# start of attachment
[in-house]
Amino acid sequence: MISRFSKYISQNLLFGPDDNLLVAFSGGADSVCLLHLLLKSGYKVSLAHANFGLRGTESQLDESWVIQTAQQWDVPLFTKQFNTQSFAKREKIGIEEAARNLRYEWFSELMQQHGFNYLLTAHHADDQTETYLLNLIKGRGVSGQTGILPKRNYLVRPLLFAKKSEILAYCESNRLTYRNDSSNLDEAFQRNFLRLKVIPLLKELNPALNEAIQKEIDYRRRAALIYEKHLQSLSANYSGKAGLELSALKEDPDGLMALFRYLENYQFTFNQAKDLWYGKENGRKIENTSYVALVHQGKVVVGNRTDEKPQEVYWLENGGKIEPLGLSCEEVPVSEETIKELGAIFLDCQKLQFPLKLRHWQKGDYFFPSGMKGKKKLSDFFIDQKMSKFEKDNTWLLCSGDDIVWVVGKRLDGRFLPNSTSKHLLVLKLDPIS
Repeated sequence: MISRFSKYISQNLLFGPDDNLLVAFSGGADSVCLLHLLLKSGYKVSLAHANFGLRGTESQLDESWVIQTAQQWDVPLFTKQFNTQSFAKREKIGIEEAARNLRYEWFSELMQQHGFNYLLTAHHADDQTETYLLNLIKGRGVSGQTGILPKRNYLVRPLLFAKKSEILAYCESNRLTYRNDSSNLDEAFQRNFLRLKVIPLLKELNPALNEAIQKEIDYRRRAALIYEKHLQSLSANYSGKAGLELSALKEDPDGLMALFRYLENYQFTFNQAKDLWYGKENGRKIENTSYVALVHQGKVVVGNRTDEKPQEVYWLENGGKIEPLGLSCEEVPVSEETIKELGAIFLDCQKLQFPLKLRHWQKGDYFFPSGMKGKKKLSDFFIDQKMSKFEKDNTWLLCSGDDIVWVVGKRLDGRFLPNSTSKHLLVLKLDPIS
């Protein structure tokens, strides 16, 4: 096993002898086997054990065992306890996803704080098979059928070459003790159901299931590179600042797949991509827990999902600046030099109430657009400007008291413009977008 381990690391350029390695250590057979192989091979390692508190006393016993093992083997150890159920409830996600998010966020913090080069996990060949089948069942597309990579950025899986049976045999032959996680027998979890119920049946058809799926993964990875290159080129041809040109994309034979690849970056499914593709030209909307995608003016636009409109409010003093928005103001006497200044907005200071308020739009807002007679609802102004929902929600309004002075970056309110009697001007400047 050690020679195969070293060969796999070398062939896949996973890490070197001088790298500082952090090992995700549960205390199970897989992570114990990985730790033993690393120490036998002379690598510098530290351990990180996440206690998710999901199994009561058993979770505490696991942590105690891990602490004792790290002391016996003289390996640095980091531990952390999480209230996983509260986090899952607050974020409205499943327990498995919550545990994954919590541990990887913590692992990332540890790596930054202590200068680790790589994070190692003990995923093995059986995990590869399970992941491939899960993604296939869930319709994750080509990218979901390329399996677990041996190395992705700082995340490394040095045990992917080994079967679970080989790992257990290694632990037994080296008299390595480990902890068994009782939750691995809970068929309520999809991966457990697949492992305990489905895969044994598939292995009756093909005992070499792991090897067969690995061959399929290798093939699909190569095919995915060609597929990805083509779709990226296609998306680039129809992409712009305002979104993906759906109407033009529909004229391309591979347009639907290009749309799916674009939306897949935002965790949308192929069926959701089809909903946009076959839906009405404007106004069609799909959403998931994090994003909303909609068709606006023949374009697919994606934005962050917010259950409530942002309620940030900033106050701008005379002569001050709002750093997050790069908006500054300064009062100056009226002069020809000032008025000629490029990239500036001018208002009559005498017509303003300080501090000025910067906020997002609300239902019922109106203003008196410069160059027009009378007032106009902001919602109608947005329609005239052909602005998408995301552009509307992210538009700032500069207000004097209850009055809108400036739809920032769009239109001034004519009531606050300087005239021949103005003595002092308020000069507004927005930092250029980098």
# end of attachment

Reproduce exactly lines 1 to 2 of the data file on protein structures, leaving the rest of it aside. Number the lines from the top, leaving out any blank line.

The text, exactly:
[in-house]
Amino acid sequence: MISRFSKYISQNLLFGPDDNLLVAFSGGADSVCLLHLLLKSGYKVSLAHANFGLRGTESQLDESWVIQTAQQWDVPLFTKQFNTQSFAKREKIGIEEAARNLRYEWFSELMQQHGFNYLLTAHHADDQTETYLLNLIKGRGVSGQTGILPKRNYLVRPLLFAKKSEILAYCESNRLTYRNDSSNLDEAFQRNFLRLKVIPLLKELNPALNEAIQKEIDYRRRAALIYEKHLQSLSANYSGKAGLELSALKEDPDGLMALFRYLENYQFTFNQAKDLWYGKENGRKIENTSYVALVHQGKVVVGNRTDEKPQEVYWLENGGKIEPLGLSCEEVPVSEETIKELGAIFLDCQKLQFPLKLRHWQKGDYFFPSGMKGKKKLSDFFIDQKMSKFEKDNTWLLCSGDDIVWVVGKRLDGRFLPNSTSKHLLVLKLDPIS